TOWN IN THE NEWS

Brokers who can sell anything

Real Estate Weekly, July 15, 2015



It’s not hard to blend in in New York City. With eight million people milling about in one of the world’s largest cultural melting pots, even the most unique amongst us are just a small piece of a very diverse fabric.

But what about properties that manage to stand apart from the vibrant metro landscape? So homes or buildings that fail to match their surroundings provide a challenge for those trying to sell them, or do their unique appearances help them attract buyers as well as attention?

Claudia Saez-Fromm, a salesperson at TOWN Residential, was charged with selling the famous “Black Apartment” in Chelsea alongside fellow TOWN associate, her husband Mark David Fromm. She told Brokers Weekly that selling one of a kind properties presented a rewarding, but hard to navigate endeavor.

“It was a challenge,” said Saez-Fromm. “Even though it is beautiful, it was very taste specific.”

You may recognize the Black Apartment. Located at 213 West 23rd Street, it has been featured in New York Magazine, an episode of Law and Order, and a Notorious B.I.G. music video. It has a 20x68 foot great room lit by five oversized south-facing windows. It also has a sleek open kitchen outfitted with stainless steel appliances and a wall-length built in bookshelf.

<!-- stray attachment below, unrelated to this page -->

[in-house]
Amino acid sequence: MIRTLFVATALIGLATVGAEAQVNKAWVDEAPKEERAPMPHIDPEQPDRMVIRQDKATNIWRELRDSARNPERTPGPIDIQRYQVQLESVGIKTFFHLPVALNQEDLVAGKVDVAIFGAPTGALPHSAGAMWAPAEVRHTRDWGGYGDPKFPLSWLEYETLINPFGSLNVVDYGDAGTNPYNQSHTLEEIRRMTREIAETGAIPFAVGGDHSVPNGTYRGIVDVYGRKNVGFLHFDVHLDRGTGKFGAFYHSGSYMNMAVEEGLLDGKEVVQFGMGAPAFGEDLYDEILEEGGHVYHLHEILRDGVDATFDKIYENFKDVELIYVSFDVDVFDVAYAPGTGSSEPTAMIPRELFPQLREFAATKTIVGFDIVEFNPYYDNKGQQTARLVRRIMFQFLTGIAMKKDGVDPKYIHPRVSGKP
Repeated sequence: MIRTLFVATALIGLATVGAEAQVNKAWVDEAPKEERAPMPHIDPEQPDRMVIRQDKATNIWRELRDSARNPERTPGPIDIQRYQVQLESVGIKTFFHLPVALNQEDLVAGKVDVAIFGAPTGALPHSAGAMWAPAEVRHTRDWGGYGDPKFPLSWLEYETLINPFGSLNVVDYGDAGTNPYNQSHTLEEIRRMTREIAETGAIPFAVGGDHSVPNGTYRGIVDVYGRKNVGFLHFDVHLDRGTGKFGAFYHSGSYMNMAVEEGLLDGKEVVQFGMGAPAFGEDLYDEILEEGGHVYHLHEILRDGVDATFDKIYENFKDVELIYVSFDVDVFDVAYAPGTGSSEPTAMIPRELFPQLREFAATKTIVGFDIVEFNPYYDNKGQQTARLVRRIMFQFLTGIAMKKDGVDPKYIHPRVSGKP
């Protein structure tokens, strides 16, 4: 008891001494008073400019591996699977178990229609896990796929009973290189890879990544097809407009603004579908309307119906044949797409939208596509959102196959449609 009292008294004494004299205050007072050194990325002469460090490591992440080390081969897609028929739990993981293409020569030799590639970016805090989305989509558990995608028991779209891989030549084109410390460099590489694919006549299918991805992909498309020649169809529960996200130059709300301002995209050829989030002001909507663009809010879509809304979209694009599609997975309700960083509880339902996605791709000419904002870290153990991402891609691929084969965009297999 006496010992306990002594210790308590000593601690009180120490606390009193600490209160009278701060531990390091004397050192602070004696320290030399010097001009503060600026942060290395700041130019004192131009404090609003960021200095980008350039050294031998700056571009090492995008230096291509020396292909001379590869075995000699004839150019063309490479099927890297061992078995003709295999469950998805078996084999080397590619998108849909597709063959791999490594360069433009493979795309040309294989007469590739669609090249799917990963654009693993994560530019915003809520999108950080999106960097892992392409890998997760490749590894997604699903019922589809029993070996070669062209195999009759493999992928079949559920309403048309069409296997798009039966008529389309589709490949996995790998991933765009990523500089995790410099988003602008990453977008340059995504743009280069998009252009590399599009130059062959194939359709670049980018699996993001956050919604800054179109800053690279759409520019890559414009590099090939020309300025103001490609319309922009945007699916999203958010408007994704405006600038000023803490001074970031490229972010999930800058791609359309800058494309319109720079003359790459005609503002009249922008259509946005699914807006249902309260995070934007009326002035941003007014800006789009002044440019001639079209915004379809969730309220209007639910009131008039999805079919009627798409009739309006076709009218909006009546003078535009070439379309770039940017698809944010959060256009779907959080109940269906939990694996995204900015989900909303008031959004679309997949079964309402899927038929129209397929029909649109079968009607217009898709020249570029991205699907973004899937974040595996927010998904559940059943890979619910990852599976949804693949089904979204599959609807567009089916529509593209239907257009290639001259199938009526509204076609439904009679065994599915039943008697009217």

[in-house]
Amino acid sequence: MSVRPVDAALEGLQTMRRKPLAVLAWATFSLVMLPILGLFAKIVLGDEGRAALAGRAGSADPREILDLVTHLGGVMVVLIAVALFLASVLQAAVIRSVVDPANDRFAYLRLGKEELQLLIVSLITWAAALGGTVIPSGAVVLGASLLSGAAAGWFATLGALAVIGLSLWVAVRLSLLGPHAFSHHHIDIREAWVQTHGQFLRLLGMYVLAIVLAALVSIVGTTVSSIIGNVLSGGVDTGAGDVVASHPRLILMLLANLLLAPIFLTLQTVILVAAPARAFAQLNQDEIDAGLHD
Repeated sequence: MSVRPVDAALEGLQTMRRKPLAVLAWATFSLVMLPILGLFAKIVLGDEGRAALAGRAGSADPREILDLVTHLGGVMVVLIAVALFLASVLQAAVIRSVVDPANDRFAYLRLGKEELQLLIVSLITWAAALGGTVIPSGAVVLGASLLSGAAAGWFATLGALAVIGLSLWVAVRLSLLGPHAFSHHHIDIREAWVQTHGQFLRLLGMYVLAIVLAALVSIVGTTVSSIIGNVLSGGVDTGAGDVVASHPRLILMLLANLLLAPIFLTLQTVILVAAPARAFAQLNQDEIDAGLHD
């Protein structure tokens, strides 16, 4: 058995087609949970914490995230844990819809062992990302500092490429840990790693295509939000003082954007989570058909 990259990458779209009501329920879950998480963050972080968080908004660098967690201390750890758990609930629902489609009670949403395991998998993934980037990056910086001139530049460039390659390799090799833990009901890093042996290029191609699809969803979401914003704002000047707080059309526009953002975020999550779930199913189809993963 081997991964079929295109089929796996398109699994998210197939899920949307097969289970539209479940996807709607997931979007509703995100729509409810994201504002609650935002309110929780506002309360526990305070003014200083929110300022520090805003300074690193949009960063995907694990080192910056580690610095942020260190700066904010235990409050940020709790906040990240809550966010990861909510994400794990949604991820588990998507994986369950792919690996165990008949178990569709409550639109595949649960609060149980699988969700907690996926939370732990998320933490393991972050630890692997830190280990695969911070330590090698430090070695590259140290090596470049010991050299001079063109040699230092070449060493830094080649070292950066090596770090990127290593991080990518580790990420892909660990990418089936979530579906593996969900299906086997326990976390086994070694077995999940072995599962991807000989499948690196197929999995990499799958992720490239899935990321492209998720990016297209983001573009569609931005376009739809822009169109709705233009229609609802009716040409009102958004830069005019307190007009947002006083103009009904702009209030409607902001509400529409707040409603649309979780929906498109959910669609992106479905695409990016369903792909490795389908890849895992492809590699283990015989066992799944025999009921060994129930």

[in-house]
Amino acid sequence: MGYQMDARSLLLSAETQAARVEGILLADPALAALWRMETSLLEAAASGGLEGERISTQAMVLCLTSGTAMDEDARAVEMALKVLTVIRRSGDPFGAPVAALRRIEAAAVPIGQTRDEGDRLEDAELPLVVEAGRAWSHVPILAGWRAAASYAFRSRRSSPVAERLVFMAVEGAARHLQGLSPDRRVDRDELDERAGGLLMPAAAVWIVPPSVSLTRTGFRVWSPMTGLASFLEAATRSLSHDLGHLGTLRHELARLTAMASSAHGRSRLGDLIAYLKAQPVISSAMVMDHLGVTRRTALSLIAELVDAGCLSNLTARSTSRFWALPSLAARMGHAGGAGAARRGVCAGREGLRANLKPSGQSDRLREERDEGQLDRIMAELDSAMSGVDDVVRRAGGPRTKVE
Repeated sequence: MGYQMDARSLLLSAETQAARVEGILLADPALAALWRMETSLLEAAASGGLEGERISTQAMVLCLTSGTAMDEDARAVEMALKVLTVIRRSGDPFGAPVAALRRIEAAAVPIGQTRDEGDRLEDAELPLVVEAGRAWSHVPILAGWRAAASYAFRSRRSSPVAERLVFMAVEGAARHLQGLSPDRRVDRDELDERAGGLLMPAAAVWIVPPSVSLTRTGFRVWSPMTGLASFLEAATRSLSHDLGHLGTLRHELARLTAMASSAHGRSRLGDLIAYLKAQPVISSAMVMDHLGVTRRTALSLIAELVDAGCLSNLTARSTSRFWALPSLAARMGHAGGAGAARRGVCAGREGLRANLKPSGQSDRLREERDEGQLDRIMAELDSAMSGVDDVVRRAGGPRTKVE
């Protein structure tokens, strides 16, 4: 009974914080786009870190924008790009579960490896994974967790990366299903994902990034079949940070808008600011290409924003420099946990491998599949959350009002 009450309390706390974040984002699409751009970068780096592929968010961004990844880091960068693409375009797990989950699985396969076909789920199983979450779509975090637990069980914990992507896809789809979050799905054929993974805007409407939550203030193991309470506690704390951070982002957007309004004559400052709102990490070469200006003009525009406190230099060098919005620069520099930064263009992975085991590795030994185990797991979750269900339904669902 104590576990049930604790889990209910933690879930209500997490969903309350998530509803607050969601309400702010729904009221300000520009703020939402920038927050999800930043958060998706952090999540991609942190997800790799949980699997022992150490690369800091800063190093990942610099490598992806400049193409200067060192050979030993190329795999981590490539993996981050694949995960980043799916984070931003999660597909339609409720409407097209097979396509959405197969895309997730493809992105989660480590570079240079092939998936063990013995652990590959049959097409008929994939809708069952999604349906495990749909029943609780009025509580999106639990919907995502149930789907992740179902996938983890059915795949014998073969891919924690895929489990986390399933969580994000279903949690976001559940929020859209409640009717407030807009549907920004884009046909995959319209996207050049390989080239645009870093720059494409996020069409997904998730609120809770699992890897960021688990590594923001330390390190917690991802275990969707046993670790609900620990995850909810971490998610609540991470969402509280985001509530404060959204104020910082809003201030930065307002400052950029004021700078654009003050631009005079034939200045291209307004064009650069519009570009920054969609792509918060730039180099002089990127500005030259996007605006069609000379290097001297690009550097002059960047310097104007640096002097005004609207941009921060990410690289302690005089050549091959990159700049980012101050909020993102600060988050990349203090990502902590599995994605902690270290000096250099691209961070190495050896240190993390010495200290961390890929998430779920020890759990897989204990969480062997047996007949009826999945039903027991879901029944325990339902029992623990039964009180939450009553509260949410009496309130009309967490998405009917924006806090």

As currently configured, the loft includes an additional corner living area with three east facing windows, plus two very large storage rooms and four full walk in closets.

The stylish master bathroom has a deep soaking tub lined in sleek black tiles, and there is another full bathroom plus powder room.

With its excessive dark décor and exotic accents, it may not appeal to the average buyer.

“There were some art collectors that loved it but they couldn’t get their partners to like it,” said Saez-Fromm, recalling the struggle of unloading a far from cookie cutter home.

“We had couples that could not agree on it,” said Saez-Fromm. “The people that are definitely interested are going to be gutting it to their taste because it is actually the best deal on the market in Chelsea right now.”

In order to help move the property, Saez-Fromm had renderings drawn up of the apartment after it had been whitewashed. The digital images allowed potential buyers to picture the home as a clean slate for them to work with.

“The upside of this apartment is that you really get to design it the way you want to. The current layout really doesn’t need a lot of work aside from a paint job.”

Why not just adjust the property beforehand if it’s going to market? Saez-Fromm said that, in this particular case, the exotic look of the residence represented the “owner’s identity” and they could not bring themselves to alter it until it was no longer their own. 

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